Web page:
Two hundred and fifty seven MPs voted in favour of the bill, with 203 against. Yesterday’s debate was the final stage in the passage of the bill, which has now been given Royal Assent.


Subscribe to IEMA's newsletters to receive timely articles, expert opinions, event announcements, and much more, directly in your inbox.

Transform articles

New guidance maps out journey to digital environmental assessment

IEMA’s Impact Assessment Network is delighted to have published A Roadmap to Digital Environmental Assessment.

2nd April 2024

Read more

Lisa Pool on how IEMA is shaping a sustainable future with impact assessment

27th November 2023

Read more

IEMA responded in September to the UK government’s consultation on the details of the operational reforms it is looking to make to the Nationally Significant Infrastructure Projects (NSIP) consenting process as put forward in the NSIP reform action plan (February 2023).

24th November 2023

Read more

Members of IEMA’s Impact Assessment Network Steering Group have published the 17th edition of the Impact Assessment Outlook Journal, which provides a series of thought pieces on the policy and practice of habitats regulations assessment (HRA).

26th September 2023

Read more

In July, we published the long-awaited update and replacement of one of IEMA’s first published impact assessment guidance documents from 1993, Guidelines for the Environmental Assessment of Road Traffic.

1st August 2023

Read more

Are we losing sight of its intended purpose and what does the future hold for EIA? Jo Beech, Tiziana Bartolini and Jessamy Funnell report.

15th June 2023

Read more

Luke Barrows and Alfie Byron-Grange look at the barriers to adoption of digital environmental impacts assessments

1st June 2023

Read more

Susan Evans and Helen North consider how Environmental Statements can be more accessible and understandable

1st June 2023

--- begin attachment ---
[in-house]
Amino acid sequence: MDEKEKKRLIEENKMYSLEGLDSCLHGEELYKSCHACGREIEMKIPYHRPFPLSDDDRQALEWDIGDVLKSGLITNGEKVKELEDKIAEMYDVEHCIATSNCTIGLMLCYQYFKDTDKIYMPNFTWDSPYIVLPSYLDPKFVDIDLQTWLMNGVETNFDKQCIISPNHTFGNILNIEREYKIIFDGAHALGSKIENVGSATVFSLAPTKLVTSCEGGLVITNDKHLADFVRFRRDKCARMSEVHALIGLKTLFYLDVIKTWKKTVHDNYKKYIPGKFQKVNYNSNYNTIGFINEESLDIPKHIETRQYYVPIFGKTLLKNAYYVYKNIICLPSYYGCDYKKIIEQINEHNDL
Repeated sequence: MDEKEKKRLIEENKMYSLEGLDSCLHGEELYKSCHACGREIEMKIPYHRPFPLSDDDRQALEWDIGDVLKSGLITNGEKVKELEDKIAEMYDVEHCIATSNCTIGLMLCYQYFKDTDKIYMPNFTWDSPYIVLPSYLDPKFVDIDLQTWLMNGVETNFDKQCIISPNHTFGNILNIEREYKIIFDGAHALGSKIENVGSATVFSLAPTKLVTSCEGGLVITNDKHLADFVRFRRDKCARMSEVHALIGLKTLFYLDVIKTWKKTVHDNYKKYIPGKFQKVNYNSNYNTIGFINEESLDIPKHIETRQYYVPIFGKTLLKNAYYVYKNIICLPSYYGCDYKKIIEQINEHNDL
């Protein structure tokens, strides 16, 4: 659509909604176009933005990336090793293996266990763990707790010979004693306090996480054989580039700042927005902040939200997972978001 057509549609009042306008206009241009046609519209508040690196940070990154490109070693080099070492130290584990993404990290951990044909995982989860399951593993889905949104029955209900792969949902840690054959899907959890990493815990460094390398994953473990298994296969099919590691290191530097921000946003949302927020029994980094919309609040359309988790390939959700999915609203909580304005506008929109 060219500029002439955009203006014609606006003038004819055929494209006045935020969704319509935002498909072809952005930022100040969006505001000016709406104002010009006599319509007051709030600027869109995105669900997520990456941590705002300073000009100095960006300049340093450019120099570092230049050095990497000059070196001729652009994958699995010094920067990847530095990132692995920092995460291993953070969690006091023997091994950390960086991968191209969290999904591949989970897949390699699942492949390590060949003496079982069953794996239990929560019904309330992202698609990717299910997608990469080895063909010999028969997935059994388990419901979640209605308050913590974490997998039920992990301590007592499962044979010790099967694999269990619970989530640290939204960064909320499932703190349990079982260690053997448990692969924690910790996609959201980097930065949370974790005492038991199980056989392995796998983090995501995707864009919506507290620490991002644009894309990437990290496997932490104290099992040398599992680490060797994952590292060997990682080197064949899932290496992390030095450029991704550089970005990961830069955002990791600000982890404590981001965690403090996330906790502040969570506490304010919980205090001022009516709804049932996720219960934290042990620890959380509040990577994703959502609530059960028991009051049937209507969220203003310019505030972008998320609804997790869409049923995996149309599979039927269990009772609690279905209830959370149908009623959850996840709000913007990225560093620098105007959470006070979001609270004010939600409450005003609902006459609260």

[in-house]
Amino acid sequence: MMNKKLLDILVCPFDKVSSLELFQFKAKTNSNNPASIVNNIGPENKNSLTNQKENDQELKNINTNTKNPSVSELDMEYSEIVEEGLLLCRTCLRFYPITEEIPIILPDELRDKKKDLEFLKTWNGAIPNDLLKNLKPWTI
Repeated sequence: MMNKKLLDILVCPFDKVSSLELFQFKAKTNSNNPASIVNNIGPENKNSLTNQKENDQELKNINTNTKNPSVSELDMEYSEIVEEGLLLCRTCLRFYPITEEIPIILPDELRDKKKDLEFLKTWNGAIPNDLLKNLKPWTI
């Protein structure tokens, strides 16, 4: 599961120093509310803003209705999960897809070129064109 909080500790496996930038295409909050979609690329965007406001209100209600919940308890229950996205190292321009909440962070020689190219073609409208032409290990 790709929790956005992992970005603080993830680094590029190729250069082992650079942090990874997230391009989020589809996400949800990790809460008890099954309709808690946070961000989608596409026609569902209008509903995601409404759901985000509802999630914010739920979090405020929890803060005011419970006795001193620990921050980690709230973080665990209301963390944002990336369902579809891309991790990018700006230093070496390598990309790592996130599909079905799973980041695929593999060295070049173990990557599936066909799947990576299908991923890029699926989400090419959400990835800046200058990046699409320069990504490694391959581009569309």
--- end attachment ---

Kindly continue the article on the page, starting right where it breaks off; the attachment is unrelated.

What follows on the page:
Read more

Media enquires

Looking for an expert to speak at an event or comment on an item in the news?

Find an expert

IEMA Cookie Notice

Clicking the ‘Accept all’ button means you are accepting analytics and third-party cookies. Our website uses necessary cookies which are required in order to make our website work. In addition to these, we use analytics and third-party cookies to optimise site functionality and give you the best possible experience. To control which cookies are set, click ‘Settings’. To learn more about cookies, how we use them on our website and how to change your cookie settings please view our cookie policy.

Manage cookie settings

Our use of cookies

You can learn more detailed information in our cookie policy.

Some cookies are essential, but non-essential cookies help us to improve the experience on our site by providing insights into how the site is being used. To maintain privacy management, this relies on cookie identifiers. Resetting or deleting your browser cookies will reset these preferences.

Essential cookies

These are cookies that are required for the operation of our website. They include, for example, cookies that enable you to log into secure areas of our website.

Analytics cookies

These cookies allow us to recognise and count the number of visitors to our website and to see how visitors move around our website when they are using it. This helps us to improve the way our website works.

Advertising cookies

These cookies allow us to tailor advertising to you based on your interests. If you do not accept these cookies, you will still see adverts, but these will be more generic.

Save and close